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Catch up on coronavirus stories and special reports, curated by Mike Allen everyday

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Photo: Bill Clark/CQ-Roll Call Inc. via Getty Images

A PAC that launched Monday will raise funds to support school board candidates who oppose public schools teaching critical race theory and the 1619 Project, which details the history of slavery, Axios has learned.

Why it matters: It's the first national political action committee to target local, historically nonpartisan school boards. And it's another sign of how they have entered the crucible of partisan politics.

  • School boards that used to debate sn0w-day calendars and other lesser matters are now facing scrutiny over their COVID-19 closure decisions, and any adoption of a curriculum employing critical race theory — an academic movement focused on systemic racism in U.S. laws.

The big picture: Such debates have already fueled a surge of new candidates across the country, as Axios reported.

  • At the same time, critical race theory has become a prime target and talking point for many Republicans. On Saturday, the GOP-controlled Texas Senate passed a bill that would limit the teaching of it in the state's public schools.

Between the lines: Political consultant and conservative writer Ryan Girdusky is behind the new PAC, called the "1776 Project."

  • He told Axios his goal "is to help raise awareness and campaign on behalf of school board candidates nationwide who reject the divisive philosophy of critical race theory and want to push it out of our public schools.”
  • "Help us overturn any teaching of the 1619 project or critical race theory," reads the call to action at the bottom of the PAC's new home page. "Let’s bring back Patriotism and Pride in our American History."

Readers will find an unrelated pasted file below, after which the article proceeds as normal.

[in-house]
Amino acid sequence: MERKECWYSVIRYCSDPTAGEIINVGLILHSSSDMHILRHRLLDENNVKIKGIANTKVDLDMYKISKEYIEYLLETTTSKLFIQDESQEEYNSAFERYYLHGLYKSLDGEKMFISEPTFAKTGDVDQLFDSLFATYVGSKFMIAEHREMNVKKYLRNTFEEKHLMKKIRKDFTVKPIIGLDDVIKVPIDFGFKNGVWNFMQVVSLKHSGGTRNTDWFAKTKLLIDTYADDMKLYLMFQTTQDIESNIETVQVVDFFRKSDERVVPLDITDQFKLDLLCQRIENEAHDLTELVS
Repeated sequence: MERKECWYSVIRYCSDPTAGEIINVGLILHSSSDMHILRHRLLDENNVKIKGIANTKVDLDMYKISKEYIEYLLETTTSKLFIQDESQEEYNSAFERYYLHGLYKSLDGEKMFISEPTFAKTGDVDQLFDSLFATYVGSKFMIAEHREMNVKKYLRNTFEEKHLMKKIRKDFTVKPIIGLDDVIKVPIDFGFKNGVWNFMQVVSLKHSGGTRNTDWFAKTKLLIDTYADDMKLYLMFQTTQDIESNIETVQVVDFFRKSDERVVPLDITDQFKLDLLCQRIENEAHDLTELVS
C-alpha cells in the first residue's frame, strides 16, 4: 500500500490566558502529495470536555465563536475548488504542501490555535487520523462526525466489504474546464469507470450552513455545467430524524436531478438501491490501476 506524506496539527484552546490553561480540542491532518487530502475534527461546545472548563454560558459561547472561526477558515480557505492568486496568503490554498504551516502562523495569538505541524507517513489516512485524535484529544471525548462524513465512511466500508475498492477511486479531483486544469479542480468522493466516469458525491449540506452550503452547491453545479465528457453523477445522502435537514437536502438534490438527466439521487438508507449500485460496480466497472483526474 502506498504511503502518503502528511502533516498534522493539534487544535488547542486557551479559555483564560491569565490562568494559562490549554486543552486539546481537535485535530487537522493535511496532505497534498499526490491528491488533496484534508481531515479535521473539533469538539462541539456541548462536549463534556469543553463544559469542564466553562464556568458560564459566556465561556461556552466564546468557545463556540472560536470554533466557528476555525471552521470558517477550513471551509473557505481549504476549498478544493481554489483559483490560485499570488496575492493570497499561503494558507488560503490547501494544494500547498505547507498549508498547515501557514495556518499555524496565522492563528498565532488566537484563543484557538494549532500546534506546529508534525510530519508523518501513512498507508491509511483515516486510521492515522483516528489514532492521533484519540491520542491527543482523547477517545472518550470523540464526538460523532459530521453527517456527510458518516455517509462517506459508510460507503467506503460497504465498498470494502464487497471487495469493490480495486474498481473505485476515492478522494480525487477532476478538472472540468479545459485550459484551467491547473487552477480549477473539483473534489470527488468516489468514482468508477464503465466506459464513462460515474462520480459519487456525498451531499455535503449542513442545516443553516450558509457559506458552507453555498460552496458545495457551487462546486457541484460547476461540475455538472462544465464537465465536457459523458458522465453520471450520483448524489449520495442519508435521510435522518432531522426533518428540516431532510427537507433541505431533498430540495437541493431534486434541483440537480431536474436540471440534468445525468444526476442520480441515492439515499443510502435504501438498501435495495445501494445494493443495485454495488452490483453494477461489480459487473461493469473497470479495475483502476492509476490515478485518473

• A pop-up provides a field to "report a school promoting critical race theory."

Critical race theory and the 1619 Project are seen by proponents as helpful tools for teaching students about America’s history of racism and explaining persisting racial inequalities — subjects that are often overlooked in school curriculum.

What to watch: Girdusky, a Trump supporter, said he plans to focus on a handful of school board elections in places such as North Carolina and Florida, and build momentum from there.

  • The PAC was officially formed in December, according to an FEC filing, but the group launched and began to solicit donations Monday.

Go deeper

Florida withholds funds from 2 school districts over mask mandates

Gov. Ron DeSantis. Photo: Paul Hennessy/SOPA Images/LightRocket via Getty Images

Florida's Department of Education announced Monday it has withheld funds from two districts that defied Gov. Ron DeSantis' order banning mask mandates in schools.

Driving the news: Amid a surge of COVID-19 cases largely driven by the Delta variant, several Florida school districts have implemented mask mandates, despite threats from the Republican governor and state officials to withhold funds for doing so.

Sep 1, 2021 - Health

Texas school temporarily closes after two teachers die from COVID-19 in a week

American and Texas state flag. Photo: David Paul Morris/Bloomberg via Getty Images

A school in Texas closed for the rest of the week on Tuesday after two teachers died from COVID-19 within a week, the Waco Tribune-Herald reports.

State of play: The campus at Connally Junior High School won't open until after Labor Day for deep sanitation, after sixth-grade social studies teacher Natalia Chansler died on Aug. 28, having notified the school three days earlier that she tested positive for COVID-19.

First person: Virus protocols add hours to some school pickups

Parents wait in line to pick up preschoolers from a New Mexico school under strict and lengthy COVID-19 protocols. Photo: Russell Contreras/Axios

Schools restarting across the U.S. are juggling mask mandates and COVID-19 testing requirements. But in my daughters' first three weeks back, I've become familiar with another headache: the three hours it now takes each day for drop-offs and pickups.

Why it matters: Restrictions on how students enter and leave campuses are forcing parents to plan how to navigate long car lines — and often maskless crowds.

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